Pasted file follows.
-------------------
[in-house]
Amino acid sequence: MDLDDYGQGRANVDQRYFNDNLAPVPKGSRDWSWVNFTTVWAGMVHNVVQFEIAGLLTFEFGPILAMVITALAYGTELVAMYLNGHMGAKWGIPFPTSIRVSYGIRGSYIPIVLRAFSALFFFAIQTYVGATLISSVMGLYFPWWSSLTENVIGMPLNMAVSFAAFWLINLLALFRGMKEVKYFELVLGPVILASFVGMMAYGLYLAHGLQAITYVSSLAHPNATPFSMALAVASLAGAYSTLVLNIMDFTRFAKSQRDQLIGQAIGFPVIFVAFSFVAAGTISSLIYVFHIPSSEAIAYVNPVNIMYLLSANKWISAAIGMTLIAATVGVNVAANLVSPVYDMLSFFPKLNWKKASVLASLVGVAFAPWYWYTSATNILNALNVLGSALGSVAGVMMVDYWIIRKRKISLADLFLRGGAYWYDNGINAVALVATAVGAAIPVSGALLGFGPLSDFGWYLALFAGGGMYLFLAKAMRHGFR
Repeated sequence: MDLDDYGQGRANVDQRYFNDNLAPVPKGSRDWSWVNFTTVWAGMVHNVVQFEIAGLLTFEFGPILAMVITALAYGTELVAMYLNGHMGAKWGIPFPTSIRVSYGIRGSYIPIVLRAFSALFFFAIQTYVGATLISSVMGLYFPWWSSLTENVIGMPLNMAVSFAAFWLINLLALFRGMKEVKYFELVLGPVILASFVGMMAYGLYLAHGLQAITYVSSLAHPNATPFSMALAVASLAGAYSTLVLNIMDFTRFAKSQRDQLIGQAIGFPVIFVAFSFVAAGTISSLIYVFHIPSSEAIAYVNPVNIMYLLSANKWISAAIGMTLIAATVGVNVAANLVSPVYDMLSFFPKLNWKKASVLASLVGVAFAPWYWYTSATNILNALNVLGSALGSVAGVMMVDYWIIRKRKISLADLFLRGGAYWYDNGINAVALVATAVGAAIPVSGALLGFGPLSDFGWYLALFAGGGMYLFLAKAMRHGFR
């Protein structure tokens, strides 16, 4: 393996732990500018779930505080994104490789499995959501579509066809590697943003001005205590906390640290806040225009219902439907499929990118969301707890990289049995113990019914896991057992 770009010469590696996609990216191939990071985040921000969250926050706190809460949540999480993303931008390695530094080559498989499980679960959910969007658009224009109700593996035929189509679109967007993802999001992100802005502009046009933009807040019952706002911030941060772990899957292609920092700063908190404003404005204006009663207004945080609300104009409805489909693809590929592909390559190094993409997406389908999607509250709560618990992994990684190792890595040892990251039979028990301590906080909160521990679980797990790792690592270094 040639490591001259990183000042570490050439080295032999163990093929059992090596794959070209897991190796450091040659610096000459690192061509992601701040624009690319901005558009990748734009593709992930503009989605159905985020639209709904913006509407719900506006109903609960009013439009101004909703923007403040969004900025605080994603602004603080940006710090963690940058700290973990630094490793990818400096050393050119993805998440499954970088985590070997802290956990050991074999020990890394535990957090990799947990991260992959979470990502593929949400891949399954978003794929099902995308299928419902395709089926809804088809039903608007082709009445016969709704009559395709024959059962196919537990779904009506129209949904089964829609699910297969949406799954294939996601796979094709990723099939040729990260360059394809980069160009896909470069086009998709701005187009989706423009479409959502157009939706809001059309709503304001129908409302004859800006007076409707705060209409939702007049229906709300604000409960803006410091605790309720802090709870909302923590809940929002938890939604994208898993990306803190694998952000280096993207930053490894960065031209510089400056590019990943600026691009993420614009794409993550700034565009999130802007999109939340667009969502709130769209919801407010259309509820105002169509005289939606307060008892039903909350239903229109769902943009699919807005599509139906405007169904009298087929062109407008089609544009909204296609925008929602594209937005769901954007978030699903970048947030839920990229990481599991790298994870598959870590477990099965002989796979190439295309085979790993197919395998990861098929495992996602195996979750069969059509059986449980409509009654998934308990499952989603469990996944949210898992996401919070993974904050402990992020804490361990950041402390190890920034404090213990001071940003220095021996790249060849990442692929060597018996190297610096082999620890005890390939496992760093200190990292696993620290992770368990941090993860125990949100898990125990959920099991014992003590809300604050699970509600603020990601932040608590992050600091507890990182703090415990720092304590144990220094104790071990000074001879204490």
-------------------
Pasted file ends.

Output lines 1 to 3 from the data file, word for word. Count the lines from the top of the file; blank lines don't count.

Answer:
[in-house]
Amino acid sequence: MDLDDYGQGRANVDQRYFNDNLAPVPKGSRDWSWVNFTTVWAGMVHNVVQFEIAGLLTFEFGPILAMVITALAYGTELVAMYLNGHMGAKWGIPFPTSIRVSYGIRGSYIPIVLRAFSALFFFAIQTYVGATLISSVMGLYFPWWSSLTENVIGMPLNMAVSFAAFWLINLLALFRGMKEVKYFELVLGPVILASFVGMMAYGLYLAHGLQAITYVSSLAHPNATPFSMALAVASLAGAYSTLVLNIMDFTRFAKSQRDQLIGQAIGFPVIFVAFSFVAAGTISSLIYVFHIPSSEAIAYVNPVNIMYLLSANKWISAAIGMTLIAATVGVNVAANLVSPVYDMLSFFPKLNWKKASVLASLVGVAFAPWYWYTSATNILNALNVLGSALGSVAGVMMVDYWIIRKRKISLADLFLRGGAYWYDNGINAVALVATAVGAAIPVSGALLGFGPLSDFGWYLALFAGGGMYLFLAKAMRHGFR
Repeated sequence: MDLDDYGQGRANVDQRYFNDNLAPVPKGSRDWSWVNFTTVWAGMVHNVVQFEIAGLLTFEFGPILAMVITALAYGTELVAMYLNGHMGAKWGIPFPTSIRVSYGIRGSYIPIVLRAFSALFFFAIQTYVGATLISSVMGLYFPWWSSLTENVIGMPLNMAVSFAAFWLINLLALFRGMKEVKYFELVLGPVILASFVGMMAYGLYLAHGLQAITYVSSLAHPNATPFSMALAVASLAGAYSTLVLNIMDFTRFAKSQRDQLIGQAIGFPVIFVAFSFVAAGTISSLIYVFHIPSSEAIAYVNPVNIMYLLSANKWISAAIGMTLIAATVGVNVAANLVSPVYDMLSFFPKLNWKKASVLASLVGVAFAPWYWYTSATNILNALNVLGSALGSVAGVMMVDYWIIRKRKISLADLFLRGGAYWYDNGINAVALVATAVGAAIPVSGALLGFGPLSDFGWYLALFAGGGMYLFLAKAMRHGFR